Comics in the classroom continues to be a hotly investigated topic. The Open Education website examines the subject in a suite of articles. The introductory piece points out the advantages of using comics to teach reading and writing: “Because comic books are laid out in frames, it is very easy for readers to track a story. In fact, it is also easy for those readers to both jump ahead and back as a story develops. In addition, the fact that each frame contains some text and a picture makes it much easier for readers to grasp and contextualize a story.”

Next, Open Education interviews Chris Wilson, who runs the Graphic Classroom website. Says Wilson:

Comic literature is unique in that it combines text and art, which makes use of Multiple Intelligences. Students who struggle to read – students with disabilities, students with little exposure to reading at home, and English Language Learners – can all benefit from comic literature because of the duality of text and art. The two modes of input allow students to grasp meaning quicker and more efficiently. There are details in the art, which can slow the reader down and help them absorb the meaning without necessarily having to struggle to decode every word.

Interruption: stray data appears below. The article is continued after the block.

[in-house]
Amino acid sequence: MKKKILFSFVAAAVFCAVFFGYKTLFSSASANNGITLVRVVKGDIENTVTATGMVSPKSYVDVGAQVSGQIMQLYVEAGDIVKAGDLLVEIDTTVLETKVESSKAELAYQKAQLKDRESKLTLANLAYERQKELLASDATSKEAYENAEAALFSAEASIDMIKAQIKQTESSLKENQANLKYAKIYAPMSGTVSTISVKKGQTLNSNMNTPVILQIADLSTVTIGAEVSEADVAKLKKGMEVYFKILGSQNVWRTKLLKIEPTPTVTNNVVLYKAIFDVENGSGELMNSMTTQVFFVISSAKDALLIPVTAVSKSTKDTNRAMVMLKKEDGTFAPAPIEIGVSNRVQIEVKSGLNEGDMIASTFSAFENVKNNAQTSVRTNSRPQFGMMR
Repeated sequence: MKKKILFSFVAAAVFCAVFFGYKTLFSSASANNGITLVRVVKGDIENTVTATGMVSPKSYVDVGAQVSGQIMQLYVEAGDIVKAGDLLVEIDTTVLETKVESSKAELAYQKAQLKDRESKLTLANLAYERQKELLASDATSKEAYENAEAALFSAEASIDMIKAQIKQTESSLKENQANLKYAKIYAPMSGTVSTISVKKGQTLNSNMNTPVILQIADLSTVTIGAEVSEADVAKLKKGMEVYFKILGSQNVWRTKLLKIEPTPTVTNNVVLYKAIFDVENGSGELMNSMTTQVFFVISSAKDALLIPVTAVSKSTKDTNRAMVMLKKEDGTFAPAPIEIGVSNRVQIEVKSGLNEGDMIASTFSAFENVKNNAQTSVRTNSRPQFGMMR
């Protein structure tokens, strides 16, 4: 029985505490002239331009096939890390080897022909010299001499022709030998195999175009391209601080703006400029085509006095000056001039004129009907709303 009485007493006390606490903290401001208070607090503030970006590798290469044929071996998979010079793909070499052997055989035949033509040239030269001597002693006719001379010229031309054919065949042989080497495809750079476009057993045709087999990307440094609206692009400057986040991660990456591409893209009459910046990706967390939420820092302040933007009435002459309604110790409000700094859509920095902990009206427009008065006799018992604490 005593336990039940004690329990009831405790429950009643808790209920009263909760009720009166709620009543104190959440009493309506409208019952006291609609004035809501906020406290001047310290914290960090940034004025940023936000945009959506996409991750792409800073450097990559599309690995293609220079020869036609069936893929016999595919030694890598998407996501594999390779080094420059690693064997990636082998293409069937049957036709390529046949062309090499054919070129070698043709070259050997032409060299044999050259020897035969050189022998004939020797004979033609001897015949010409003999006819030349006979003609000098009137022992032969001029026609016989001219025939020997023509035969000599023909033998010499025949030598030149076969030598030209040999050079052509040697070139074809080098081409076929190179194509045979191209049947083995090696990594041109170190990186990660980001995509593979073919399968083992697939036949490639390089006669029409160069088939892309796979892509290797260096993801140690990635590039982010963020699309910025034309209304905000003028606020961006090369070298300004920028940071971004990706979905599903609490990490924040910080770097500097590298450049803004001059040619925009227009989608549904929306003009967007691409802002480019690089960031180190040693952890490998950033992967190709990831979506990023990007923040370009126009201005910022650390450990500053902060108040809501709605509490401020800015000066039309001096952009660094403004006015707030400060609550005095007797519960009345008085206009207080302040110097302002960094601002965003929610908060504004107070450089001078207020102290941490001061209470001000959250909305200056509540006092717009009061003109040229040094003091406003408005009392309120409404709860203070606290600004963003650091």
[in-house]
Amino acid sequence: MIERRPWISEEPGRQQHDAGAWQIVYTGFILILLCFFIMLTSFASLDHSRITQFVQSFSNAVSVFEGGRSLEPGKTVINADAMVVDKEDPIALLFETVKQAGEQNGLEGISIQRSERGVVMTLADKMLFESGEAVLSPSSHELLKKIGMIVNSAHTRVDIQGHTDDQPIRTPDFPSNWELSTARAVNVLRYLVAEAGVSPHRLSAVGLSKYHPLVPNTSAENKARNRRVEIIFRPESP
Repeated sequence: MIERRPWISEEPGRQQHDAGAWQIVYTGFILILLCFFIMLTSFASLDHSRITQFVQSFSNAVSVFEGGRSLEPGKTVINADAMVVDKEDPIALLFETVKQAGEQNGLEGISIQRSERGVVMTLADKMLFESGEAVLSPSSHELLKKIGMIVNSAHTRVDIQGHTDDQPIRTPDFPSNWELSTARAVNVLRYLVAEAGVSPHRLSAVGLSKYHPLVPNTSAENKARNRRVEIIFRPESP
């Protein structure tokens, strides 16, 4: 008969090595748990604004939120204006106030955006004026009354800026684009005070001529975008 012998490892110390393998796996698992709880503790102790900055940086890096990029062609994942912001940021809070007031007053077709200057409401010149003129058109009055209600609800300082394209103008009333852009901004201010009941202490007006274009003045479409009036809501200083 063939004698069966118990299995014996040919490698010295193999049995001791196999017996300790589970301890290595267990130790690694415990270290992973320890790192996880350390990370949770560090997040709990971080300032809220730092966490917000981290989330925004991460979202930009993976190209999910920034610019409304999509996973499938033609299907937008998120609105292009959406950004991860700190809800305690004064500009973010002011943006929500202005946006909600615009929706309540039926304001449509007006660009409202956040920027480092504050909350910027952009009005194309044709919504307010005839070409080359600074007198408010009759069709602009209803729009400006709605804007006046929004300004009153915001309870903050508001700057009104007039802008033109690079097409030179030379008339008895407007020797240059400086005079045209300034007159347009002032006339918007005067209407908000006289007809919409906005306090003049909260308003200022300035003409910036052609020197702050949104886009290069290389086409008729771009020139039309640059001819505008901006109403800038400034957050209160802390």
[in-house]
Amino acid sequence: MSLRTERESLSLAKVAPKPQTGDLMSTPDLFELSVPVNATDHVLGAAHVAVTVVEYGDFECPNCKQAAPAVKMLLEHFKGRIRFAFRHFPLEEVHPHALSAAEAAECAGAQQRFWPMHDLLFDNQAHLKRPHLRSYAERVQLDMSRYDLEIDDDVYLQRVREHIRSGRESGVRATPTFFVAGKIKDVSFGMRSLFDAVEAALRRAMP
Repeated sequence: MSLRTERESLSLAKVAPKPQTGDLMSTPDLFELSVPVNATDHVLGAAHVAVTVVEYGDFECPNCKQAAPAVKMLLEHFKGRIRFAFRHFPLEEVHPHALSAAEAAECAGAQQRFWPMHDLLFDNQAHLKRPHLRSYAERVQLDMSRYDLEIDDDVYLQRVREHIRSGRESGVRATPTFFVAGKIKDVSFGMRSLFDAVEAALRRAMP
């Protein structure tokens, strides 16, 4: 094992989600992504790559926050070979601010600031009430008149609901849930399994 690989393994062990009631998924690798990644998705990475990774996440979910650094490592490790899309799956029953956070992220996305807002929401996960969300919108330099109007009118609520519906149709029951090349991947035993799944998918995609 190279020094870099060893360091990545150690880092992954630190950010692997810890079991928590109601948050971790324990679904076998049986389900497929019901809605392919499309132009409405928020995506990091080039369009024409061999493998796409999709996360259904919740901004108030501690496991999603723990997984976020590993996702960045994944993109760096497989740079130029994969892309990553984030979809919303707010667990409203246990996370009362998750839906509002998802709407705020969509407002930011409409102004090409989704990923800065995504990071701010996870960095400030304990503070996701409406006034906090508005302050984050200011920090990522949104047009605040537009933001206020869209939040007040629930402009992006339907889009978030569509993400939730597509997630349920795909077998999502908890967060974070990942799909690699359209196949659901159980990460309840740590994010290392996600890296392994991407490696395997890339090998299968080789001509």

Lastly, Open Education lists “The Twelve Best Graphic Novels for the Classroom.”

Another website on this subject is Scott Tingley’s Comics in the Classroom and its associated blog. Tingley recently reviewed the Spring 08 TOON Books as part of a survey of comics for early readers.



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